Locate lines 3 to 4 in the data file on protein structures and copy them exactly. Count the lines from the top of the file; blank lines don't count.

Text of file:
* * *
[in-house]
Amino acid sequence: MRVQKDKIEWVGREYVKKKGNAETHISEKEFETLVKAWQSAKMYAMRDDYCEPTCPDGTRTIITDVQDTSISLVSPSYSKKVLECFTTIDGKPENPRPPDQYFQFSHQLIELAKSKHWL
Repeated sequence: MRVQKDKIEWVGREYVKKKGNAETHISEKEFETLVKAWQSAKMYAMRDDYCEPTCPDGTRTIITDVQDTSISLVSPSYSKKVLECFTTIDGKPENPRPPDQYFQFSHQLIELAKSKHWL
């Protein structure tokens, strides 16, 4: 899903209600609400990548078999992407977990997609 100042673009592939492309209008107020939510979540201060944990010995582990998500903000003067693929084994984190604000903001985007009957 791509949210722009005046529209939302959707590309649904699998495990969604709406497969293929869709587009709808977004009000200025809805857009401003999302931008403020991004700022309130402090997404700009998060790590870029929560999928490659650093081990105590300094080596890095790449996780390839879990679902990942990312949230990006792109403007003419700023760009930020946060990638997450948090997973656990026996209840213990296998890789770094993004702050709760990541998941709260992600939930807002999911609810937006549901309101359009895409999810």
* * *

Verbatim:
Repeated sequence: MRVQKDKIEWVGREYVKKKGNAETHISEKEFETLVKAWQSAKMYAMRDDYCEPTCPDGTRTIITDVQDTSISLVSPSYSKKVLECFTTIDGKPENPRPPDQYFQFSHQLIELAKSKHWL
């Protein structure tokens, strides 16, 4: 899903209600609400990548078999992407977990997609 100042673009592939492309209008107020939510979540201060944990010995582990998500903000003067693929084994984190604000903001985007009957 791509949210722009005046529209939302959707590309649904699998495990969604709406497969293929869709587009709808977004009000200025809805857009401003999302931008403020991004700022309130402090997404700009998060790590870029929560999928490659650093081990105590300094080596890095790449996780390839879990679902990942990312949230990006792109403007003419700023760009930020946060990638997450948090997973656990026996209840213990296998890789770094993004702050709760990541998941709260992600939930807002999911609810937006549901309101359009895409999810």